No trust in Met Dept, civic body turns to US websites
With the Meteorology Department frequently changing its prediction on when the monsoon will arrive, the Brihanmumbai Municipal Corporation isn’t taking any chances. It has subscribed to two US websites for weather updates. Bhavika Jain reports.india Updated: Jun 23, 2009 01:55 IST
With the Meteorology Department frequently changing its prediction on when the monsoon will arrive, the Brihanmumbai Municipal Corporation (BMC) isn’t taking any chances. It has subscribed to two US websites for weather updates.
It’s critical for the BMC to get accurate forecasts as it bases its monsoon preparations on them and also relies on them to warn citizens of impending deluges.
“If there is additional information available out there, we should use it. These websites — Accuweather.com and Weather.com — provide additional information about the rain in animated and graphic form,” said Joint Municipal Commissioner (Disaster Management) SS Shinde, pointing to an on-screen simulation of cloud cover over a satellite image of India. “The information available on the Regional Meteorological Centre website is inadequate.”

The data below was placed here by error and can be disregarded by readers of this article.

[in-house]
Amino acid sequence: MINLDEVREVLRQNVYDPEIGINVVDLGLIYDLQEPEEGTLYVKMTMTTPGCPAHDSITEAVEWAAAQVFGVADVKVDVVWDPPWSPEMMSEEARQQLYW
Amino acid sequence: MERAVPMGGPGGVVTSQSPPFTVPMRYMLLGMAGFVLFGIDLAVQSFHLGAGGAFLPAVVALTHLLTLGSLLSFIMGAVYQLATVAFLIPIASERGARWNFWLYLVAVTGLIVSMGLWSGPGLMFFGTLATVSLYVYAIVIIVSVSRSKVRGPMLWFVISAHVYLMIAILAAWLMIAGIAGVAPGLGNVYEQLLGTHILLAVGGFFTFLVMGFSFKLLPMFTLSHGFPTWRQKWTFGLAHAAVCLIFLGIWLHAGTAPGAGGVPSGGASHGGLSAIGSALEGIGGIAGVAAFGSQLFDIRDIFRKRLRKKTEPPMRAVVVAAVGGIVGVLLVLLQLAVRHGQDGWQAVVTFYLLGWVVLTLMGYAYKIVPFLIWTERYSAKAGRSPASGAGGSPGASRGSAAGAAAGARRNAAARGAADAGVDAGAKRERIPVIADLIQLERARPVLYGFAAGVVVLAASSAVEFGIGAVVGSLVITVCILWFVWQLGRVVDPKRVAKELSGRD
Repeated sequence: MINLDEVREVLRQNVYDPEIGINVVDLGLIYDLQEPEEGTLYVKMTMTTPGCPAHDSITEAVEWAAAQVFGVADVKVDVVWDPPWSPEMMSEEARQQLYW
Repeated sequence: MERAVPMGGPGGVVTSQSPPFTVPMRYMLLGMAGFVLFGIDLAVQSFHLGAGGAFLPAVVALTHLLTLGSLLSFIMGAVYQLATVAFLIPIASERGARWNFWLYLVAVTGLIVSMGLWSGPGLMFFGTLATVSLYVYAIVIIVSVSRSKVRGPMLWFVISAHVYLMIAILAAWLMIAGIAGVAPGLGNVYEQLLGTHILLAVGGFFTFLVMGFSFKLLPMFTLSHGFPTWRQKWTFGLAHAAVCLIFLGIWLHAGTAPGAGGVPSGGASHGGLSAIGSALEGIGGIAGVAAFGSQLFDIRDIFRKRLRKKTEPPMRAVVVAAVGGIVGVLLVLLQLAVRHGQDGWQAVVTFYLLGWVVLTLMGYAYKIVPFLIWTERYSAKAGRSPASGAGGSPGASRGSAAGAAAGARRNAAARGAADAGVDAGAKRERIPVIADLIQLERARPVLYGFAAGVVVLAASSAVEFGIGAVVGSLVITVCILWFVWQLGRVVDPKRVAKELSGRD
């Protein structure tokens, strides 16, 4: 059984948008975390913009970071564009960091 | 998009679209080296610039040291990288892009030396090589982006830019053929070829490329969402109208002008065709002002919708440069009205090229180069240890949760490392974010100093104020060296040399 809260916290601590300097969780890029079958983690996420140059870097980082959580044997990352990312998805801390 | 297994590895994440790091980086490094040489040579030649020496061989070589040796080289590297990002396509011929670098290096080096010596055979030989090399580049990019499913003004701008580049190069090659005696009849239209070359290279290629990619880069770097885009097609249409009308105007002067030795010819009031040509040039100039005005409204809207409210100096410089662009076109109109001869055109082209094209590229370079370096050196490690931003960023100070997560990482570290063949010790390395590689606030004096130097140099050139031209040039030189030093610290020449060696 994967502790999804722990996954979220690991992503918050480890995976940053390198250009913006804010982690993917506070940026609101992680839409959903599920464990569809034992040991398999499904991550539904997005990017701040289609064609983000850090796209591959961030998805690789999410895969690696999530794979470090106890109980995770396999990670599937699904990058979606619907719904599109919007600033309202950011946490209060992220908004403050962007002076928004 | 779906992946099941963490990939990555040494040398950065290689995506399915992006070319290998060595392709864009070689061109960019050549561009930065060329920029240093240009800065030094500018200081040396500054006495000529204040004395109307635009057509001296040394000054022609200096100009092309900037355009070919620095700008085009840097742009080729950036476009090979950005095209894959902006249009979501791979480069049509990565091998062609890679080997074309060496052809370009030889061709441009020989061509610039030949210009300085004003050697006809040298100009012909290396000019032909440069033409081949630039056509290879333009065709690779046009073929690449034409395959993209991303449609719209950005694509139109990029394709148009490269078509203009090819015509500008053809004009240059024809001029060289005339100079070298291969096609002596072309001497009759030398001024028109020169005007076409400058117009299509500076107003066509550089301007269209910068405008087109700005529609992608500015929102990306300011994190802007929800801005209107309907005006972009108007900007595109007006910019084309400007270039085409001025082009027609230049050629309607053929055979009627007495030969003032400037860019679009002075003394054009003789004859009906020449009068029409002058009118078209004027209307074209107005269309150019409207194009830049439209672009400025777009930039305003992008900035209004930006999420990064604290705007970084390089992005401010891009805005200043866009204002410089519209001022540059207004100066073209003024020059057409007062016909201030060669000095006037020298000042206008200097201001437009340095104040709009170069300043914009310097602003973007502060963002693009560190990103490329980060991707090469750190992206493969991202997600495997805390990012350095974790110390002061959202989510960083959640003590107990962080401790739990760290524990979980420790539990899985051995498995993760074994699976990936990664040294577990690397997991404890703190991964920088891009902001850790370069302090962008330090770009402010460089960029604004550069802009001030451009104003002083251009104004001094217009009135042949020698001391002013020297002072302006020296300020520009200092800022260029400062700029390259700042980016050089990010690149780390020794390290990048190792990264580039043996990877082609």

A two-month subscription on Accuweather costs about Rs 400, while Weather.com comes at an annual subscription of Rs 1,250.
The Met Department had stated that the monsoon would hit Mumbai on June 22, nearly a fortnight after its regular date. But the monsoon arrived in Pune, Solapur and Alibaug, and then turned towards the sea. “There was a low-pressure zone in the Arabian Sea,” explained Deputy Director-General of Meteorology RV Sharma. “The zone should subside in 48 to 72 hours; we expect the monsoon then.” However, he added, “It could arrive sooner.”
The BMC has asked the traffic police to make available video footage of vulnerable areas to monitor flooding.
The BMC will also set up six regional fire command offices equipped with vital rescue equipment and railway stations will give regular flood updates. If the trains stop, the civic body will add 500 buses to those on the roads to help transport people.